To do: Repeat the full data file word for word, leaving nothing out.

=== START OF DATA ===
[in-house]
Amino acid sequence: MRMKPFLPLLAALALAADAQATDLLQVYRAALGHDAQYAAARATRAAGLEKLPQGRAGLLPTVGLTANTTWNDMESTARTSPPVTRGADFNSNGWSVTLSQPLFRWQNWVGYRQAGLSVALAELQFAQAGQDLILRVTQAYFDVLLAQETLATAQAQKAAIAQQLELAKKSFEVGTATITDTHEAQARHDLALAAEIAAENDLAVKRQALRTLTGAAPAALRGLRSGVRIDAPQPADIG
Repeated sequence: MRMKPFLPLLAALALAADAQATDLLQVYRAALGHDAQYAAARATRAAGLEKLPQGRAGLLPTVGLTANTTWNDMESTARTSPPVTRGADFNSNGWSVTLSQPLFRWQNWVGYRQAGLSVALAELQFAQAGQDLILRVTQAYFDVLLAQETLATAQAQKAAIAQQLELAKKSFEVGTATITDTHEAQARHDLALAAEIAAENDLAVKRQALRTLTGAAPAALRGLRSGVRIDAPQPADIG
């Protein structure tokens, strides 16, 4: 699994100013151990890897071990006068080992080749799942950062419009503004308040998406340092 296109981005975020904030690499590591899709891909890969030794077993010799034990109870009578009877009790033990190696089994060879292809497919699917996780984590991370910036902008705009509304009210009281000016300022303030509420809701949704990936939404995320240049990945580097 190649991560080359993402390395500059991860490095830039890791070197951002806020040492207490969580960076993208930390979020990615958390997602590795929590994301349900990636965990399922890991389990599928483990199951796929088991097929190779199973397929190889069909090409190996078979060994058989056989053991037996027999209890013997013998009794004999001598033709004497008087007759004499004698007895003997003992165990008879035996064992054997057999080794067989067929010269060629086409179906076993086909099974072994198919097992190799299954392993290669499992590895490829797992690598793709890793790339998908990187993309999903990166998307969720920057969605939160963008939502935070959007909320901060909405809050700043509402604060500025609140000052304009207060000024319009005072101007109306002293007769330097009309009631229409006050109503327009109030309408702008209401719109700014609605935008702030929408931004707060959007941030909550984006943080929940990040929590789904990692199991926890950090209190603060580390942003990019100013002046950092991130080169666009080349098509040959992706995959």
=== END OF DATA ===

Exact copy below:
[in-house]
Amino acid sequence: MRMKPFLPLLAALALAADAQATDLLQVYRAALGHDAQYAAARATRAAGLEKLPQGRAGLLPTVGLTANTTWNDMESTARTSPPVTRGADFNSNGWSVTLSQPLFRWQNWVGYRQAGLSVALAELQFAQAGQDLILRVTQAYFDVLLAQETLATAQAQKAAIAQQLELAKKSFEVGTATITDTHEAQARHDLALAAEIAAENDLAVKRQALRTLTGAAPAALRGLRSGVRIDAPQPADIG
Repeated sequence: MRMKPFLPLLAALALAADAQATDLLQVYRAALGHDAQYAAARATRAAGLEKLPQGRAGLLPTVGLTANTTWNDMESTARTSPPVTRGADFNSNGWSVTLSQPLFRWQNWVGYRQAGLSVALAELQFAQAGQDLILRVTQAYFDVLLAQETLATAQAQKAAIAQQLELAKKSFEVGTATITDTHEAQARHDLALAAEIAAENDLAVKRQALRTLTGAAPAALRGLRSGVRIDAPQPADIG
């Protein structure tokens, strides 16, 4: 699994100013151990890897071990006068080992080749799942950062419009503004308040998406340092 296109981005975020904030690499590591899709891909890969030794077993010799034990109870009578009877009790033990190696089994060879292809497919699917996780984590991370910036902008705009509304009210009281000016300022303030509420809701949704990936939404995320240049990945580097 190649991560080359993402390395500059991860490095830039890791070197951002806020040492207490969580960076993208930390979020990615958390997602590795929590994301349900990636965990399922890991389990599928483990199951796929088991097929190779199973397929190889069909090409190996078979060994058989056989053991037996027999209890013997013998009794004999001598033709004497008087007759004499004698007895003997003992165990008879035996064992054997057999080794067989067929010269060629086409179906076993086909099974072994198919097992190799299954392993290669499992590895490829797992690598793709890793790339998908990187993309999903990166998307969720920057969605939160963008939502935070959007909320901060909405809050700043509402604060500025609140000052304009207060000024319009005072101007109306002293007769330097009309009631229409006050109503327009109030309408702008209401719109700014609605935008702030929408931004707060959007941030909550984006943080929940990040929590789904990692199991926890950090209190603060580390942003990019100013002046950092991130080169666009080349098509040959992706995959």